Two studies released by the Learning Policy Institute show schools around the country struggle to provide resources for students experiencing homelessness. In Indiana, that means a lack of funding leaves many schools without the means to help some of their most vulnerable students.
The Learning Policy Institute found that federal McKinney-Vento funding for students experiencing homelessness provided schools with $79 for each student facing homelessness in 2020. However, the schools that participated in the studies spent anywhere between $128 and $556 per student. To close that gap, schools were forced to raise the funds themselves, and use a combination of public and private funding.
Additionally, the Learning Policy Institute found that states receive McKinney-Vento funding based on Title I, Part A funding rather than the number of students experiencing homelessness in each state. Title I, Part A data measures children from low-income families but does not provide a full picture of how many of those children are homeless.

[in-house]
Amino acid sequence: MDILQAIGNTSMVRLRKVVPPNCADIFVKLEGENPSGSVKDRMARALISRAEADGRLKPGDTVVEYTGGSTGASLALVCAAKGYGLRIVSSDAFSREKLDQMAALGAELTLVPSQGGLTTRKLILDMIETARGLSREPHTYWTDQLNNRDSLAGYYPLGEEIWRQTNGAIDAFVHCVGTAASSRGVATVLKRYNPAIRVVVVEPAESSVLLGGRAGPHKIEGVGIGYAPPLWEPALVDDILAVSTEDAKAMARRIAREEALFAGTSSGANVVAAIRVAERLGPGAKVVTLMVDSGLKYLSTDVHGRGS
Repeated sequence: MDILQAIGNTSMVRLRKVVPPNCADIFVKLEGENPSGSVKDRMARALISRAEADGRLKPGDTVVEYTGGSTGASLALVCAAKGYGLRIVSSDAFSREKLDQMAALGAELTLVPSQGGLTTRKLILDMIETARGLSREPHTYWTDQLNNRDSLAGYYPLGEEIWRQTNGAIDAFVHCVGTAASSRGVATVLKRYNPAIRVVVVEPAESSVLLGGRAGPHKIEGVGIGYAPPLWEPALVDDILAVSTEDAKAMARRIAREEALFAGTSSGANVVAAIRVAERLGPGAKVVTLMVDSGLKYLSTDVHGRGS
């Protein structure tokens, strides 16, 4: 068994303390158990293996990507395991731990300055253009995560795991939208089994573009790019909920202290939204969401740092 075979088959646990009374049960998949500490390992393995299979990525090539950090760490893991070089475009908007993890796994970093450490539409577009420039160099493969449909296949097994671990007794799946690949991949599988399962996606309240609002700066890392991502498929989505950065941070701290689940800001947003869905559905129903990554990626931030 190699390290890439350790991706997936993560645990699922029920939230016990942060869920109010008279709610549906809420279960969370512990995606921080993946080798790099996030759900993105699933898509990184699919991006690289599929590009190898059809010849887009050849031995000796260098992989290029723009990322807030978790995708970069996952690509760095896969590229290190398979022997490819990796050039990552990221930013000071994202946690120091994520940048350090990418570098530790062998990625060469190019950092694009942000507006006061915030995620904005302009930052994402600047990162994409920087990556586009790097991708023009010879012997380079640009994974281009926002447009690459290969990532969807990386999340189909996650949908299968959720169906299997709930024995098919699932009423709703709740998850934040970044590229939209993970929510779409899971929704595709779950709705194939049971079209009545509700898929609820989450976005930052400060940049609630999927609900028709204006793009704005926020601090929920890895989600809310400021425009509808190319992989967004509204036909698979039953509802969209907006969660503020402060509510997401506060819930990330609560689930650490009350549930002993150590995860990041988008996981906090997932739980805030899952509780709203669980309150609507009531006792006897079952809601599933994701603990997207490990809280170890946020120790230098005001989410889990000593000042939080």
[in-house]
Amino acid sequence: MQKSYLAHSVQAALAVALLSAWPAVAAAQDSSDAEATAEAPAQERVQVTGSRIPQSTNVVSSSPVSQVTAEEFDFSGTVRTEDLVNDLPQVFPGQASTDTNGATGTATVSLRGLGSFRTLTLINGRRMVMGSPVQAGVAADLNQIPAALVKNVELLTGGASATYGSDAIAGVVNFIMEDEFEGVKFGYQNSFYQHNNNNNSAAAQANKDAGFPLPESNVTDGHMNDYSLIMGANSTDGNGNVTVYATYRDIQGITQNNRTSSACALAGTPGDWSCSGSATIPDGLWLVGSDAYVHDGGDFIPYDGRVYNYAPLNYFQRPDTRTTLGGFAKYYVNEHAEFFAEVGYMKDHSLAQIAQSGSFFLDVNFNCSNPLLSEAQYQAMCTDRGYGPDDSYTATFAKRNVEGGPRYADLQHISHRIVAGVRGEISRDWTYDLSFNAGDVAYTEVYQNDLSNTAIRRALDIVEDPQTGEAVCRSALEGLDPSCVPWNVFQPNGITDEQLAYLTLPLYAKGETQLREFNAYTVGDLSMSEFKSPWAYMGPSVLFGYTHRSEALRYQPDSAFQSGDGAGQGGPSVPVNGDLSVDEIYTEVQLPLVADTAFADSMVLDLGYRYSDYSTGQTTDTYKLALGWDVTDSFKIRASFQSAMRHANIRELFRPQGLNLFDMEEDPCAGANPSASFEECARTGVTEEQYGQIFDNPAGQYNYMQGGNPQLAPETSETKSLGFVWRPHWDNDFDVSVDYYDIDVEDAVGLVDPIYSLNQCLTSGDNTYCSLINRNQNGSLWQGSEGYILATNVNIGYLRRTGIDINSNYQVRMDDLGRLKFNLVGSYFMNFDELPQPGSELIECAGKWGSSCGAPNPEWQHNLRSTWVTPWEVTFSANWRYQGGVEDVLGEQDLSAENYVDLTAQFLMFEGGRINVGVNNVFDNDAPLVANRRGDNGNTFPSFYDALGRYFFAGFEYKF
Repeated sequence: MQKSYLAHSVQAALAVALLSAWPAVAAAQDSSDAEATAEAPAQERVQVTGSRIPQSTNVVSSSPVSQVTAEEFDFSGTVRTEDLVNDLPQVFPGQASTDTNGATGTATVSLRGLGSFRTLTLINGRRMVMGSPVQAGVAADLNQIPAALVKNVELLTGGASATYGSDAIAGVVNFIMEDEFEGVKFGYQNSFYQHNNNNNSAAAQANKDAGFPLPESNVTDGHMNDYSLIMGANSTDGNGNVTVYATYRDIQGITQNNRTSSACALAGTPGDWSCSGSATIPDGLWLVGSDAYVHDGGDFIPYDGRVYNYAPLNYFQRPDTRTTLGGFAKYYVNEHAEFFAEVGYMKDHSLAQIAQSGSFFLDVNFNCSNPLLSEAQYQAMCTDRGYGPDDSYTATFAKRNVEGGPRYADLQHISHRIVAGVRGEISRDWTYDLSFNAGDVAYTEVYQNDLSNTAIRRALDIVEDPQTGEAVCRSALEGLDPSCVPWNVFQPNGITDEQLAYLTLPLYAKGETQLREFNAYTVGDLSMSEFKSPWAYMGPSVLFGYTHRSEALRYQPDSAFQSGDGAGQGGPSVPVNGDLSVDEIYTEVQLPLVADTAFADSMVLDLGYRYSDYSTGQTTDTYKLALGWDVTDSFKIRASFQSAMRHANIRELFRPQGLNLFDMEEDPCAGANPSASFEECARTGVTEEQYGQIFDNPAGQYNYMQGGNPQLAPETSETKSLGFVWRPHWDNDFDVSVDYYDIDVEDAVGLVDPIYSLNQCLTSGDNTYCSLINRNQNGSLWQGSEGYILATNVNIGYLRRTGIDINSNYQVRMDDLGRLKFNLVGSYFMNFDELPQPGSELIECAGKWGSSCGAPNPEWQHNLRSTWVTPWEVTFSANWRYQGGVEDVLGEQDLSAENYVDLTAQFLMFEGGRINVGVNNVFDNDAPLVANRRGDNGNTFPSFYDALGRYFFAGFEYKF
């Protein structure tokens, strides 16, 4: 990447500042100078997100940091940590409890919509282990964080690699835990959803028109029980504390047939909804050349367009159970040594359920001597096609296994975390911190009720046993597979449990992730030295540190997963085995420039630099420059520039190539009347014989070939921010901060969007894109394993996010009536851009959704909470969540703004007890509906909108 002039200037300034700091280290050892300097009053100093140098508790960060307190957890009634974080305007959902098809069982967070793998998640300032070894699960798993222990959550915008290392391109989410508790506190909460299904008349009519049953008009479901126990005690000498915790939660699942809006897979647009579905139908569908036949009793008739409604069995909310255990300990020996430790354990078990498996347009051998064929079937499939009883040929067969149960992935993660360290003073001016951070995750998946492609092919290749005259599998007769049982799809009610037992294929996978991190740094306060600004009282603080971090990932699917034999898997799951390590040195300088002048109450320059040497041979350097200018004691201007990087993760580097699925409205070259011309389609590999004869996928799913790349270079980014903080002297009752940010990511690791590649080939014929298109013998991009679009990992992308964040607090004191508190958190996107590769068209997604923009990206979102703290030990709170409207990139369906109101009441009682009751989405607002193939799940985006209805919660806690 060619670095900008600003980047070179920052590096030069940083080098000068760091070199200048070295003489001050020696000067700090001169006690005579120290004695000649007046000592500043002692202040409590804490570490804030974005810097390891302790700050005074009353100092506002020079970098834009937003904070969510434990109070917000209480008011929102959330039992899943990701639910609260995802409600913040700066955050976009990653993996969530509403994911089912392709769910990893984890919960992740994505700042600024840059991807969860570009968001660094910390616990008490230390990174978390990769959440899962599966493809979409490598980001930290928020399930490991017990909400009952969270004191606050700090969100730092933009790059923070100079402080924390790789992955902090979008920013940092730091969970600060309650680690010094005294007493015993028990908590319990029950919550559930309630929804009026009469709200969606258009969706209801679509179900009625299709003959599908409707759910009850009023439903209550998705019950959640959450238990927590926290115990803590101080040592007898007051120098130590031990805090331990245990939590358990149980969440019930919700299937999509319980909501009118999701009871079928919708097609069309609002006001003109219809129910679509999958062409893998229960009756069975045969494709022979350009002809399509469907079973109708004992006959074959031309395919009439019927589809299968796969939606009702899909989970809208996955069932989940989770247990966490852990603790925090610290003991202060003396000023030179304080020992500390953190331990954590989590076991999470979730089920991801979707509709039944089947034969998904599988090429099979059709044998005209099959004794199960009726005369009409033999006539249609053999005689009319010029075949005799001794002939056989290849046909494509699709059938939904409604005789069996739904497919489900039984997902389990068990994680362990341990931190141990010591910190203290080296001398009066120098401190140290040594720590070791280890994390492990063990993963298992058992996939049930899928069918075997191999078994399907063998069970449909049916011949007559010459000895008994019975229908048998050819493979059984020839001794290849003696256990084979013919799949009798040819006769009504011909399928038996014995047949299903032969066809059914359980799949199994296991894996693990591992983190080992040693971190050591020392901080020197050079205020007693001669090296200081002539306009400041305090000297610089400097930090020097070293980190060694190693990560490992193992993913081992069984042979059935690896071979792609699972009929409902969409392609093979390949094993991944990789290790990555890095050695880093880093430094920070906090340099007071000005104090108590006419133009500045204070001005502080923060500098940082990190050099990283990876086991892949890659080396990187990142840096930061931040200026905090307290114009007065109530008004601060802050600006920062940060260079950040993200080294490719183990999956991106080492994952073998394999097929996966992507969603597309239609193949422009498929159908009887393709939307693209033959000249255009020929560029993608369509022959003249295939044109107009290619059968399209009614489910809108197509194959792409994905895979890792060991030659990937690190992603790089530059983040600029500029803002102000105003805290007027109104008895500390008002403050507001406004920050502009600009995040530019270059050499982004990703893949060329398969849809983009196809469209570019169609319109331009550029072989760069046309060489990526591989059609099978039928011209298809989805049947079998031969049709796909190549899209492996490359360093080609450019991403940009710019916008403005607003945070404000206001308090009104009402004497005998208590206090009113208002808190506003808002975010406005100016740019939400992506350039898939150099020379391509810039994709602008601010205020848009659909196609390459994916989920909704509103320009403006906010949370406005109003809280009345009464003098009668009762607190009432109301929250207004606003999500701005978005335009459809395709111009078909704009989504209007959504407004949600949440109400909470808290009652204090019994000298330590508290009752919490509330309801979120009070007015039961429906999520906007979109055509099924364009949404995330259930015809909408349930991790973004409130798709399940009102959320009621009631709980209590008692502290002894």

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The National Center for Homeless Education estimates that more than 15,000 Indiana students experienced homelessness in 2021. However, only 50 local education agencies out of 435 in Indiana received McKinney-Vento money to support those students. The Learning Policy Institute said that some states allocate resources with the sole purpose of supporting students experiencing homelessness, but Indiana is not one of those states.
The studies also detailed difficulties counting the true number of students facing these situations. Some of the challenges, they said, include families’ situations constantly changing and a lack of reporting due to gaps in knowledge about services available to them or fear and embarrassment.
The Learning Policy Institute made recommendations to increase state and federal funding for students experiencing homelessness, expand the uses for available federal funding, revise the McKinney-Vento funding formula and provide more information about resources that are available to students and their families.